Failure is always an option!

Healthcare.gov and the Gulf Between Planning and Reality

An excellent blog post discussing the recent healthcare.gov debacle and how it highlights the difficulties with planning vs reality and how the traditional waterfall approach to planning can be improved with a more iterative, agile approach.

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...the waterfall method amounts to a pledge by all parties not to learn anything while doing the actual work. Instead, waterfall insists that the participants will understand best how things should work before accumulating any real-world experience, and that planners will always know more than workers.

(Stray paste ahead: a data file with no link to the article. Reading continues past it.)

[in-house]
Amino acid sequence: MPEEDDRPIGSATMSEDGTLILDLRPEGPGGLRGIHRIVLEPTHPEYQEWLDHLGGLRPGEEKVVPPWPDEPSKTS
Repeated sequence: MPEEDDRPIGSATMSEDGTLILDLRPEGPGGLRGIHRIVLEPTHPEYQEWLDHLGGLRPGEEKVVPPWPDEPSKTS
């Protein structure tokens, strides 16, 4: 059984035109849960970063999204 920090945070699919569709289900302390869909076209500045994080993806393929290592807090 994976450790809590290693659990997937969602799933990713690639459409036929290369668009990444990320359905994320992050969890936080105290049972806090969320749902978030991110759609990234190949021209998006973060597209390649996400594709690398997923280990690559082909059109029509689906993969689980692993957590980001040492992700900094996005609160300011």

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...a dreadful way to make new technology. If there is no room for learning by doing, early mistakes will resist correction. If the people with real technical knowledge can’t deliver bad news up the chain, potential failures get embedded rather than uprooted as the work goes on.

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If you want certain features at a certain level of quality, you’d better be able to move the deadline. If you want overall quality by a certain deadline, you’d better be able to simplify, delay, or drop features. And if you have a fixed feature list and deadline, quality will suffer. 

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If no one with authority over the project understands that, the tradeoff is likely to mean sacrificing quality by default.

I strongly recommend reading the entire article.